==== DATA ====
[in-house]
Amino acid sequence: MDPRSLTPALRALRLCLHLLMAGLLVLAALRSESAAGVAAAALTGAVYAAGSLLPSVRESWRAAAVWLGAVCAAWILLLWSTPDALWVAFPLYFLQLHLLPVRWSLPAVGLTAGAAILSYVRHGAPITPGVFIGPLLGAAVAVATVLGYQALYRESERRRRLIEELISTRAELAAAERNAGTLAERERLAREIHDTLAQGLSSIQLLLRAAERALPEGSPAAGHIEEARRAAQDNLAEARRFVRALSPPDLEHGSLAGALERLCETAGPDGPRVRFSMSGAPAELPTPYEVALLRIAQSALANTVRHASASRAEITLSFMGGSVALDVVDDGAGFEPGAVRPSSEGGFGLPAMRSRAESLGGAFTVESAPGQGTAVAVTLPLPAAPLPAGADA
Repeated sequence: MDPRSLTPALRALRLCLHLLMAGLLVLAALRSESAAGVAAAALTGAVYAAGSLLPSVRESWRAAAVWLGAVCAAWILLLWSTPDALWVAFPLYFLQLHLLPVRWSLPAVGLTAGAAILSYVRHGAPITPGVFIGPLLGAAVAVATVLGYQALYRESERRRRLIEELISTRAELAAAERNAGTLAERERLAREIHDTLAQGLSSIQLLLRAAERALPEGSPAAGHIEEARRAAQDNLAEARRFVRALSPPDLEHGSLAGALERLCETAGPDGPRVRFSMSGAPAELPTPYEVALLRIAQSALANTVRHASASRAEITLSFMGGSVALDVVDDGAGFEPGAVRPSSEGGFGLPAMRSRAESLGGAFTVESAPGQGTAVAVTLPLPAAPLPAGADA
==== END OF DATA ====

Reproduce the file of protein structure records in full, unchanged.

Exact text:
[in-house]
Amino acid sequence: MDPRSLTPALRALRLCLHLLMAGLLVLAALRSESAAGVAAAALTGAVYAAGSLLPSVRESWRAAAVWLGAVCAAWILLLWSTPDALWVAFPLYFLQLHLLPVRWSLPAVGLTAGAAILSYVRHGAPITPGVFIGPLLGAAVAVATVLGYQALYRESERRRRLIEELISTRAELAAAERNAGTLAERERLAREIHDTLAQGLSSIQLLLRAAERALPEGSPAAGHIEEARRAAQDNLAEARRFVRALSPPDLEHGSLAGALERLCETAGPDGPRVRFSMSGAPAELPTPYEVALLRIAQSALANTVRHASASRAEITLSFMGGSVALDVVDDGAGFEPGAVRPSSEGGFGLPAMRSRAESLGGAFTVESAPGQGTAVAVTLPLPAAPLPAGADA
Repeated sequence: MDPRSLTPALRALRLCLHLLMAGLLVLAALRSESAAGVAAAALTGAVYAAGSLLPSVRESWRAAAVWLGAVCAAWILLLWSTPDALWVAFPLYFLQLHLLPVRWSLPAVGLTAGAAILSYVRHGAPITPGVFIGPLLGAAVAVATVLGYQALYRESERRRRLIEELISTRAELAAAERNAGTLAERERLAREIHDTLAQGLSSIQLLLRAAERALPEGSPAAGHIEEARRAAQDNLAEARRFVRALSPPDLEHGSLAGALERLCETAGPDGPRVRFSMSGAPAELPTPYEVALLRIAQSALANTVRHASASRAEITLSFMGGSVALDVVDDGAGFEPGAVRPSSEGGFGLPAMRSRAESLGGAFTVESAPGQGTAVAVTLPLPAAPLPAGADA